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Participating insurance is any type of insurance policy that provides some type of dividends to policyholders. The dividends are typically paid based on surplus earnings generated by the provider that issues the insurance coverage. The premiums associated with different types of participating insurance policies will vary, based on the type of coverage and how the dividends are structured for payment within the terms and provisions of the policies.
One of the most common examples of participating insurance is found with life insurance coverage. With this type of structure, the holder of the insurance policy is eligible to receive some type of dividend check depending on the amount of surplus income the provider generates within a specified time period, often a calendar year. Tying the dividend payment to surplus income helps to ensure that the provider is not committing to make any type of disbursements to policyholders that would undermine the financial stability of the company. Typically, there is no fixed amount that must be paid each year, which means that it is possible to have some type of participating life insurance policy and never receive a dividend at all.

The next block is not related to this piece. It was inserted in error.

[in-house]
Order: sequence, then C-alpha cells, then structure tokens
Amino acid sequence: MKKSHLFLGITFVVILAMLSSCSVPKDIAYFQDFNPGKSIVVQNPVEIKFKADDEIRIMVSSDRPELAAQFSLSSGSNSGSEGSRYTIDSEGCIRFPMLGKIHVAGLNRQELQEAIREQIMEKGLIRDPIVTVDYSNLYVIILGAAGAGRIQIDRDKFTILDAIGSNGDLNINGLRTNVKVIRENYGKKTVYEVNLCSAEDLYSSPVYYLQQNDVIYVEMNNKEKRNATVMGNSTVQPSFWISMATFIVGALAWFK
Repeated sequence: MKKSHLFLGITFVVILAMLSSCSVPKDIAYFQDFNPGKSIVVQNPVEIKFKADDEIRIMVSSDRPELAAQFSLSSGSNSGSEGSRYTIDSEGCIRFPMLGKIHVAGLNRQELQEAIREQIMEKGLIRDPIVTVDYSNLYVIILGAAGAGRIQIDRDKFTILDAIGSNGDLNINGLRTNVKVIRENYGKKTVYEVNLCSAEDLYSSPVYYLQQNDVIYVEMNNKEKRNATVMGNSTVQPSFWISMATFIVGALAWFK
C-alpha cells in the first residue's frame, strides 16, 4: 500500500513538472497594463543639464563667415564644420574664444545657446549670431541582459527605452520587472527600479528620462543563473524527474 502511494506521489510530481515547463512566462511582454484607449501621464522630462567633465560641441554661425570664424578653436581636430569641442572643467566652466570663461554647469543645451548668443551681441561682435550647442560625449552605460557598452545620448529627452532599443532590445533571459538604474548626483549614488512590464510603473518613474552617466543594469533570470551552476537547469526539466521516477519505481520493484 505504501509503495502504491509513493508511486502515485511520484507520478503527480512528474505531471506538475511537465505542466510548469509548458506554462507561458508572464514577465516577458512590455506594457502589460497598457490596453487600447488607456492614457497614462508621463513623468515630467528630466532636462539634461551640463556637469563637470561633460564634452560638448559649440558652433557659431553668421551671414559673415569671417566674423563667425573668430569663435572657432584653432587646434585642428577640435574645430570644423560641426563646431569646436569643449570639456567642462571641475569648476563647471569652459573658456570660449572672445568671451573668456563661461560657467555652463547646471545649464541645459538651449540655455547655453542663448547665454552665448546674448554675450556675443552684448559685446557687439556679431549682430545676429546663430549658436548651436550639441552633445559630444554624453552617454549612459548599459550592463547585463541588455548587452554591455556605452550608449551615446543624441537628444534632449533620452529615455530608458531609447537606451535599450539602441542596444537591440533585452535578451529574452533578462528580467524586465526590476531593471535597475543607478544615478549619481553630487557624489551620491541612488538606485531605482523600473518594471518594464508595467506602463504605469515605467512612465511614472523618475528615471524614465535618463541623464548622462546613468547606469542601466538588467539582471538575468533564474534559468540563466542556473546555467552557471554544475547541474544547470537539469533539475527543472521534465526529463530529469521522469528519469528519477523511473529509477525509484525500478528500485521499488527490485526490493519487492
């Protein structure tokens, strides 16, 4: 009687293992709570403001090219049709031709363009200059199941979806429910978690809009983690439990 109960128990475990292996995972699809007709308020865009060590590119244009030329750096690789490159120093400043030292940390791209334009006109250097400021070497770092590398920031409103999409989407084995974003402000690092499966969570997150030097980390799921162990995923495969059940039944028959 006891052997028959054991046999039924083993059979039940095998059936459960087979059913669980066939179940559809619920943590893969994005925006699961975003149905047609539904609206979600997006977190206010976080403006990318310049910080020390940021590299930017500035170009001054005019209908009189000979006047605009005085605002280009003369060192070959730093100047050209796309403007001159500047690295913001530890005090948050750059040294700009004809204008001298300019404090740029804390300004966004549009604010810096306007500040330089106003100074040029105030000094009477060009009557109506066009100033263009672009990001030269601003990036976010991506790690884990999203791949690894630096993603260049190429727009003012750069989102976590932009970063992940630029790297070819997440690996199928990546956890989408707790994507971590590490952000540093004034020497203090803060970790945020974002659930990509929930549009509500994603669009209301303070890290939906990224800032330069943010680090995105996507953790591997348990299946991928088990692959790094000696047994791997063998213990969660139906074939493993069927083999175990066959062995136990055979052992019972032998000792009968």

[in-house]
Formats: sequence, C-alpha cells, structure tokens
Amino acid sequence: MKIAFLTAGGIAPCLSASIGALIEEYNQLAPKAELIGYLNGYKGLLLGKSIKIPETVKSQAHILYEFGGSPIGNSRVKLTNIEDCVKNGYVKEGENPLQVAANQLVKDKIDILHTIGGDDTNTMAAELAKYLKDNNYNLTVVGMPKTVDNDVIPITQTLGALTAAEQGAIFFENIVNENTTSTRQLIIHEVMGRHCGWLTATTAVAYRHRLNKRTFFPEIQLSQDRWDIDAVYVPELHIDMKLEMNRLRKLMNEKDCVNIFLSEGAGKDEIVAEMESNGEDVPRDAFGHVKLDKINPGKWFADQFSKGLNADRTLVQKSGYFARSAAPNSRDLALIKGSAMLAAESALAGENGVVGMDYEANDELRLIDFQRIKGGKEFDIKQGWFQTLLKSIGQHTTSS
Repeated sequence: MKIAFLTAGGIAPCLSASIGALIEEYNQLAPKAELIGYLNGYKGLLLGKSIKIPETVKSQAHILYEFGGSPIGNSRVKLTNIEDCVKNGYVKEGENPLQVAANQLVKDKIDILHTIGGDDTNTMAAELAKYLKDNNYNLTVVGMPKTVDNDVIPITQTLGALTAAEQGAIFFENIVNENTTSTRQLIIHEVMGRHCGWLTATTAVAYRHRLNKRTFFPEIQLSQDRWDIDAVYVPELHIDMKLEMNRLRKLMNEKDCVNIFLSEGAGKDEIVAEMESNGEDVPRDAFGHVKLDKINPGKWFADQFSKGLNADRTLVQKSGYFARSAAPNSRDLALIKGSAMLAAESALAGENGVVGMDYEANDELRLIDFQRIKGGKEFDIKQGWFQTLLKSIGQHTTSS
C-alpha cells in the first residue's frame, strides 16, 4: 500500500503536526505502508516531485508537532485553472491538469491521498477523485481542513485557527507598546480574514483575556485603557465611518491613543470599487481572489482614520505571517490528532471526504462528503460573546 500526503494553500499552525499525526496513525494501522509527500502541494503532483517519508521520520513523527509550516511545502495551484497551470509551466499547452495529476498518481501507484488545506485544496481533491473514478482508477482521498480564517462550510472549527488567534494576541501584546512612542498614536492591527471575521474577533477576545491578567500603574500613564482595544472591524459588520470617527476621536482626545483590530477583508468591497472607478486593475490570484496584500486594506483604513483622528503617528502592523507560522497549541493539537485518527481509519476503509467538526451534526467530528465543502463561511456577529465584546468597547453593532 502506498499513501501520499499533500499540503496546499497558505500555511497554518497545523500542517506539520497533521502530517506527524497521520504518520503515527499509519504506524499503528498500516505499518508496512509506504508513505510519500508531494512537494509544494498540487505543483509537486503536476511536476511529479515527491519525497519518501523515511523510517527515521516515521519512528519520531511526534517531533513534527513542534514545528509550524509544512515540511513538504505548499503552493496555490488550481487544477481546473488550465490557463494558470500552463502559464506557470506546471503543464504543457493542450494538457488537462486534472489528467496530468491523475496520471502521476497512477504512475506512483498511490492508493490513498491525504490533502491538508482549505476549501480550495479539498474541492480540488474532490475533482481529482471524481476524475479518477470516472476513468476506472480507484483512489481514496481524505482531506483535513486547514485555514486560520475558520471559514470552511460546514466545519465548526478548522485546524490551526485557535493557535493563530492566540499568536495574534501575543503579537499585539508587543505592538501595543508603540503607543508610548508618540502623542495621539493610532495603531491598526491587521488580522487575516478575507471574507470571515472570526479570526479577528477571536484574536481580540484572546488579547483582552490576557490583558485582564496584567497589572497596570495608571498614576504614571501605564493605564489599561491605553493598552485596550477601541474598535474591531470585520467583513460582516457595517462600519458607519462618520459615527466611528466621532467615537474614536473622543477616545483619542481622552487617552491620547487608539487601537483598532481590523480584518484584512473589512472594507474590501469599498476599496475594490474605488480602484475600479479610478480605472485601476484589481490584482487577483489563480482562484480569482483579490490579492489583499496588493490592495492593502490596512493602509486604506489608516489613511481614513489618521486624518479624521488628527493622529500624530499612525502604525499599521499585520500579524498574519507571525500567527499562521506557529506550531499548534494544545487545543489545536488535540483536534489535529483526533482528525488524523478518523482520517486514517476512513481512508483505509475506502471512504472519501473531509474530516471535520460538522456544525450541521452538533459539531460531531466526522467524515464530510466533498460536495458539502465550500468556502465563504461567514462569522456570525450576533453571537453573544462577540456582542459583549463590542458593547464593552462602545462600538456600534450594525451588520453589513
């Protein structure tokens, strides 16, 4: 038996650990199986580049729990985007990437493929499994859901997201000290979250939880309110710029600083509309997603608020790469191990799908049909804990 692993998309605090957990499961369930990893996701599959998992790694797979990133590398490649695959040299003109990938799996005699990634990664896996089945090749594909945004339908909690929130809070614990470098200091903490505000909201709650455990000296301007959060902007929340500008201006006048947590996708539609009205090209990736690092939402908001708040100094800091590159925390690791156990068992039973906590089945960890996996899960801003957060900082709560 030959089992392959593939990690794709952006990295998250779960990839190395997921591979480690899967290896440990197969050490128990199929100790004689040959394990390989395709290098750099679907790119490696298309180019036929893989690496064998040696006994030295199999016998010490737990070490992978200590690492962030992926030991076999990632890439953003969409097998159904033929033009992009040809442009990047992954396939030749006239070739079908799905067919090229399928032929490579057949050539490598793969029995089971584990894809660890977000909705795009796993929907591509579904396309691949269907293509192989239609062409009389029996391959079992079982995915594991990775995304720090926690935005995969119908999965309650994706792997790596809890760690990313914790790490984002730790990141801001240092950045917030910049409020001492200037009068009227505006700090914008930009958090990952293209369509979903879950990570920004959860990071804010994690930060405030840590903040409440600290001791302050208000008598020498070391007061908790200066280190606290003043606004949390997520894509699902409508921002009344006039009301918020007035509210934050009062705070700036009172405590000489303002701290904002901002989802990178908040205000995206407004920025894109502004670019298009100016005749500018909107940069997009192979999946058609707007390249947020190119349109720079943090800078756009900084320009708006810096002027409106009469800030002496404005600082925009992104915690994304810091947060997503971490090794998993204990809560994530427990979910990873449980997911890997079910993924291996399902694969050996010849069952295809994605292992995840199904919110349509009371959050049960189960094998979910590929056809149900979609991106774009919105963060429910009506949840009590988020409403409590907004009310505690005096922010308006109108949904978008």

Critics of participating insurance plans note that, depending on whether or not there are government regulations that define how companies must calculate surplus, there is every chance that policyholders will never see a dividend payment. Even if one is received, critics often claim that the surplus is nothing more than the funds raised due to the higher premiums associated with the policies themselves. From this perspective, the policyholder is not receiving a dividend in the true sense of the word, since he or she is only receiving back a portion of that higher premium.
Before choosing to invest in a participating insurance policy, it is important to investigate the track record of the issuer in terms of generating surplus earnings and paying out a portion of those earnings to their clients. This often means learning more about how the provider determines what income is considered as surplus and what is not, and looking over previous years to determine the average amount of dividend payment that was tendered to policyholders. By getting an idea of the frequency and amount of those dividend checks, it is possible to decide if the higher premium is worth the effort, or if going with a similar policy that is non-participating would be a better financial move in the long run.
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